iGEM glow nose 'smells' meat rot

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Comment in Nature Biotechnology 31, 952–954 (2013); doi:10.1038/nbt1113-952b Published online: 08 November 2013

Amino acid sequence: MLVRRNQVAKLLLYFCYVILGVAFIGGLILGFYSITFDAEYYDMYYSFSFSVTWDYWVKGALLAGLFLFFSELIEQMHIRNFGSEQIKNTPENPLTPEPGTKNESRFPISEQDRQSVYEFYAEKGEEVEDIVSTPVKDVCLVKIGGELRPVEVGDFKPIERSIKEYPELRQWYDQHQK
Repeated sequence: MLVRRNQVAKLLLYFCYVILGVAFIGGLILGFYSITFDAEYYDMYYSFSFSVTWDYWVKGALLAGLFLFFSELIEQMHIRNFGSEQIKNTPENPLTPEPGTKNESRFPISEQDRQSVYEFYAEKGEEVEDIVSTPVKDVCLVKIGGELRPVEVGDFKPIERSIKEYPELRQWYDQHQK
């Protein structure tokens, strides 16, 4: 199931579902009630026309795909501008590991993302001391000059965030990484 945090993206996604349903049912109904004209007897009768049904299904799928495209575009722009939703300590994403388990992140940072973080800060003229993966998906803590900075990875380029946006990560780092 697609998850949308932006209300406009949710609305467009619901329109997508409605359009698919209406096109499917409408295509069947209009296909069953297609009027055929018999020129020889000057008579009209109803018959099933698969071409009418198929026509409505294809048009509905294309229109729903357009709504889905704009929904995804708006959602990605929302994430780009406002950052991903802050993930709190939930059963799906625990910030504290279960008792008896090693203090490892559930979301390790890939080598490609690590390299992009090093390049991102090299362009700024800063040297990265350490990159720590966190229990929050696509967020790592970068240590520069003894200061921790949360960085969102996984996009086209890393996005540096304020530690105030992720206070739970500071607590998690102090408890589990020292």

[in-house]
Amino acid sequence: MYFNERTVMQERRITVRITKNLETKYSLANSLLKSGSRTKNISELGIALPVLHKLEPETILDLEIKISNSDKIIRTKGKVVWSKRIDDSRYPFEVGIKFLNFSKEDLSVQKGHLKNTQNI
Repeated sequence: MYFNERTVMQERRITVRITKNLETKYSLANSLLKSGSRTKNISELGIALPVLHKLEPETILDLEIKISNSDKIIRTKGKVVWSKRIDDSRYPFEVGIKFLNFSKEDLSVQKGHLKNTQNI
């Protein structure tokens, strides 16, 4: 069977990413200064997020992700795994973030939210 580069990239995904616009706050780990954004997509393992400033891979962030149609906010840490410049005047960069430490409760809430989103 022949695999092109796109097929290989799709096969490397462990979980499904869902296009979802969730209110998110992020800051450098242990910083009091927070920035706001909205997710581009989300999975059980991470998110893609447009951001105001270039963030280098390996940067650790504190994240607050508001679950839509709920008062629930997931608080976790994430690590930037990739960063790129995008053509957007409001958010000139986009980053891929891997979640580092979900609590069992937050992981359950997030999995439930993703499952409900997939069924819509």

At the beginning of this month, the International Genetically Engineered Machine competition (iGEM) 2013 convened at the Massachusetts Institute of Technology in Cambridge, Mass. Last year's winners designed a device that can detect spoiled meat (2012.igem.org/Team:Groningen). Team Groningen 2012 developed a biosensor that can judge whether meat is still fresh based on its odor. The researchers used a Gram-positive model bacterium generally regarded as safe, Bacillus subtilis, as a 'chassis' for their invention called the Food Warden. With standardized synthetic biology building blocks—BioBricks—they assembled a construct which encodes a chromogenic readout whose expression is controlled by a promoter that is activated in response to volatiles released by rotting meat. When expressed in the bacteria, in the presence of volatiles from spoiled meat, the reporter-strain produces yellow or violet pigments that are visible to the naked human eye. The team proposes that spores of the biosensor–containing B. subtilis, or engineered psychrotrophic Bacillus, be added to meat packaging systems.

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